Ba Pao dough with yeast and baking powder
I like bapao, bakpao, ba pao or boazi. I always try to have a dozen or so in the freezer for hungry children just back from a busy school day. 😉
You can leave them empty and use them as white buns. Cut them open and add duck breast, lettuce and hoisin sauce for example. 😉
Ba pao filling
I usually fill my ba pao before steaming. I make a filling with minced meat, garlic, onions, pepper, salt, sweet soy sauce, and celery. But you can also choose fish such as tuna or shrimp. I also like ba pao vegetarian with tempeh or mushrooms.
A classic recipe for ba pao filling by Beb Vuyk can be found here.
Today I try a new recipe for the dough. This recipe makes the dough a lot smoother and fluffier than my original Beb Vuyk recipe with plain flour. This new recipe is also a lot faster than Beb’s.
The flour I use I buy at my Chinese food shop (ask for ba pao flour). It is whiter than regular flour and it is super fine in texture.
I also tried this new recipe with regular flower but with a super fine grind. That works fine too!
This ba pao recipe is enough for about 23 ba pao and ready in 1 hour and 45 minutes (proofing time included).
400 grams Ba Pao flour (Red Lotus Special Flour) or regular flour with a super fine grind
210 ml of water (luke warm)
50 grams of sugar
50 grams of margarine
13 grams of yeast
8 grams of baking powder
Before I start the dough I need to have my filling ready, because it goes in before proofing.
This dough requires baking powder and yeast. I mix the margarine (which is at room temperature), sugar, yeast and baking powder through the flour and pour the lukewarm water in bit by bit.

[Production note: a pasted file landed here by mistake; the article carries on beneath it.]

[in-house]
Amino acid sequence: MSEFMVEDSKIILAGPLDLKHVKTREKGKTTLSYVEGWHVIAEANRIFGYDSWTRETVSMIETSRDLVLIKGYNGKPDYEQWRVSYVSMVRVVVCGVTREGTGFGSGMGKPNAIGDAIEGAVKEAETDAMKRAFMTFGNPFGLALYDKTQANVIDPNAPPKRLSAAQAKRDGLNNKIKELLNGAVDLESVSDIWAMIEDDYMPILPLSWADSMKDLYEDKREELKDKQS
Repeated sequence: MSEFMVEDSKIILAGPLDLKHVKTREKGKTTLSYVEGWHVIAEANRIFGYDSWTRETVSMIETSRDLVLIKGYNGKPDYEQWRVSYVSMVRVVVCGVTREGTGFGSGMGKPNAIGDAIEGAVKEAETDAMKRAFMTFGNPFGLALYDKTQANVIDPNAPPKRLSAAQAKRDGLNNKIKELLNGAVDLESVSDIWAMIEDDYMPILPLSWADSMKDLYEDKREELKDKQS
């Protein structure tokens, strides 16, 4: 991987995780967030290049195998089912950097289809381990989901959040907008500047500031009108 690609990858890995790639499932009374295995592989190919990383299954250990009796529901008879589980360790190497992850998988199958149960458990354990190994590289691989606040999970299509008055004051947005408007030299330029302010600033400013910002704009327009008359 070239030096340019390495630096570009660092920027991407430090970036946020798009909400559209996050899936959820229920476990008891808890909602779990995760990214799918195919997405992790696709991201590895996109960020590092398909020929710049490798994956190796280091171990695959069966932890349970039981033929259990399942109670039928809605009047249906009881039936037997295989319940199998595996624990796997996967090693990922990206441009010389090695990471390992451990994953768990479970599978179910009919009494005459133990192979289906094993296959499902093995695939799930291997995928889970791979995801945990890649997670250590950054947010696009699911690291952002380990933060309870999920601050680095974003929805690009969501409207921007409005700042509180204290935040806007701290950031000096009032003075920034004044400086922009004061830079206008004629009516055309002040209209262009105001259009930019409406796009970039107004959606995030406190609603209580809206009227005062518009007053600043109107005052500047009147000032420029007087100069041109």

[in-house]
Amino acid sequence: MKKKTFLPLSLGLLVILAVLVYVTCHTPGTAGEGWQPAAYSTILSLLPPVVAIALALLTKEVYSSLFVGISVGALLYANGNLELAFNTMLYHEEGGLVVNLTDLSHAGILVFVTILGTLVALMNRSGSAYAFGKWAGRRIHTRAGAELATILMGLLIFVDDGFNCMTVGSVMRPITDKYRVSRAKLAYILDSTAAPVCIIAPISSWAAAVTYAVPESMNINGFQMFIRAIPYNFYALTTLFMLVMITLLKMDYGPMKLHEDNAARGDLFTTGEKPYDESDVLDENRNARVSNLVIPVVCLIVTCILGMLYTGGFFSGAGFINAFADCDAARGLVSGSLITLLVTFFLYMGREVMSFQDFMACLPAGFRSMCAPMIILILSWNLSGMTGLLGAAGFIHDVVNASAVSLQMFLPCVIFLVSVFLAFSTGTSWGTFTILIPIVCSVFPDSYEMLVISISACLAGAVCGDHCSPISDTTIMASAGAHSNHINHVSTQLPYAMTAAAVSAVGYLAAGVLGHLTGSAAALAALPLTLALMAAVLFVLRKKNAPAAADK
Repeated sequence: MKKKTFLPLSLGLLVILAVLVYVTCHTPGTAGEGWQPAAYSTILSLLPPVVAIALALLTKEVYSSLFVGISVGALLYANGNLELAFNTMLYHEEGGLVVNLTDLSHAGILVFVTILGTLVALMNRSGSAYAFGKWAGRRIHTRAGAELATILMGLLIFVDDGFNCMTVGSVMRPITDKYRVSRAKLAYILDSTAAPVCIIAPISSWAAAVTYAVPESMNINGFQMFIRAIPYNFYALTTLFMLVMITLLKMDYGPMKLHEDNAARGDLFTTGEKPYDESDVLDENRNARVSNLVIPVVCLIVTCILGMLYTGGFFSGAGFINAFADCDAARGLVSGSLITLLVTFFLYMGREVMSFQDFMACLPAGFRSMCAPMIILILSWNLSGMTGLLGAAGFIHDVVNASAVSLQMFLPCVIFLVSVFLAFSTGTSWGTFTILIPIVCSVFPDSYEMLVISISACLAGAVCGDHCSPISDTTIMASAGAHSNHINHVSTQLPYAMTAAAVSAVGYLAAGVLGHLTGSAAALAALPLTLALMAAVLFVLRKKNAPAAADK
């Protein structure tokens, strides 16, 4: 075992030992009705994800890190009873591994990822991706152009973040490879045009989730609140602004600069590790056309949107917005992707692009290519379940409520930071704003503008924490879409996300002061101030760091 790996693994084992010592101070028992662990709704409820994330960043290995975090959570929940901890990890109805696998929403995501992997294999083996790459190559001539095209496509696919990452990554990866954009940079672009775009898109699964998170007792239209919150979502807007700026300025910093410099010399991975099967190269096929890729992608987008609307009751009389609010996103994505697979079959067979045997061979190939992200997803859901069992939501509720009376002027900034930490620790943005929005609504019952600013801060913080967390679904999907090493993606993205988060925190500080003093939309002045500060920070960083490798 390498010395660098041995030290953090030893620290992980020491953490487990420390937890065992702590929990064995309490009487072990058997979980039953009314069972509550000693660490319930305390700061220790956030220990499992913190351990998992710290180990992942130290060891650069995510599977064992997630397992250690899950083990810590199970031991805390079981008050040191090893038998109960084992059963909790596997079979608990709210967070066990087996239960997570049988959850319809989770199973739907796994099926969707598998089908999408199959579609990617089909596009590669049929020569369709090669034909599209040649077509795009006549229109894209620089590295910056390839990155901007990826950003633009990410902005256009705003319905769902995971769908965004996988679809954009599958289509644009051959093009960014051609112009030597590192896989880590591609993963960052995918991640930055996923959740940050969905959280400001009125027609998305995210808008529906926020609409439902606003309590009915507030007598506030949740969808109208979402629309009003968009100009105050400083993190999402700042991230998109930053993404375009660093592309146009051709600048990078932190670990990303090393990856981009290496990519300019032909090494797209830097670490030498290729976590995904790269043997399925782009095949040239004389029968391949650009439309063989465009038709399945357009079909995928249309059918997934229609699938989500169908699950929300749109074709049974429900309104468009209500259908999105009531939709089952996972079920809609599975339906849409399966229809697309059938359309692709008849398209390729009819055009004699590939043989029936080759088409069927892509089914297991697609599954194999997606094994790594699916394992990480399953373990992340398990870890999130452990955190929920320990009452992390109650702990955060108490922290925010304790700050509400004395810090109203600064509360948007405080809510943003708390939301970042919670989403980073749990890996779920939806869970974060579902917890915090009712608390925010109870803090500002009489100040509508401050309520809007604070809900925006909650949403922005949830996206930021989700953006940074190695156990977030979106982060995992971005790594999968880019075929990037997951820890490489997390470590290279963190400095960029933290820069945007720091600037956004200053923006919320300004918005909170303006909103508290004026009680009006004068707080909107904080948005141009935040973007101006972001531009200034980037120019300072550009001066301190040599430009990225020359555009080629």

I knead everything by hand into a beautifully smooth and shiny dough. It takes some time to make a proper dough. I need at least 15 minutes of kneading to get a nice and silky dough. To double check if the dough is okay I do the Window Pane test.
After this, I immediately roll the dough into a long sausage and cut it into equal pieces of about 30 grams each. I form round, equal ‘buns’ and place them under a towel.
Now I take one ‘bun’ and I knead it a bit more for extra fluffiness later.
I roll the dough out in a circle with a rolling pin until it is less than half a centimeter in thickness. I fill it up with a full teaspoon of my minced meat mix and close it up.
Close the bun
There are several ways to close ba pao. You can form beautiful flowers. Or you can also turn them upside down and leave the smooth part on top. Go to my first ba pao post to read and see more about folding the dough.
Proof for 40 minutes
Now the ba pao needs to proof for 40 minutes. I place them on parchment paper in my Chinese bamboo steam baskets (I make a few holes in to the paper to let steam through later). I make sure they do not touch each other.
While filling the buns they proof too, because it takes about 25 minutes to fill them all up. I try to work pretty fast though, so they proof quite equally.
Steam for 15 minutes
I steam them in my bamboo baskets for 15 minutes. I make a pile of two baskets and not more (otherwise the top basket is not steamed properly).
I fill up my big wok with boiling hot water and place the baskets on top (do not let the water touch the basket).
Separate them while still warm
After steaming they probably do touch eachother because they have become so much bigger en fluffier! I separate them while still warm. Then they are easy to separate.
When I warm my ba pao up before serving (for instance the next day) I pile up more baskets. They will be warm and ready to eat; also the top layer.
For one or two ba pao I use my microwave. Even from the freezer they are ready to eat in less than a minute. I serve them with chili or sweet soy sauce. I love them with hoisin sauce too.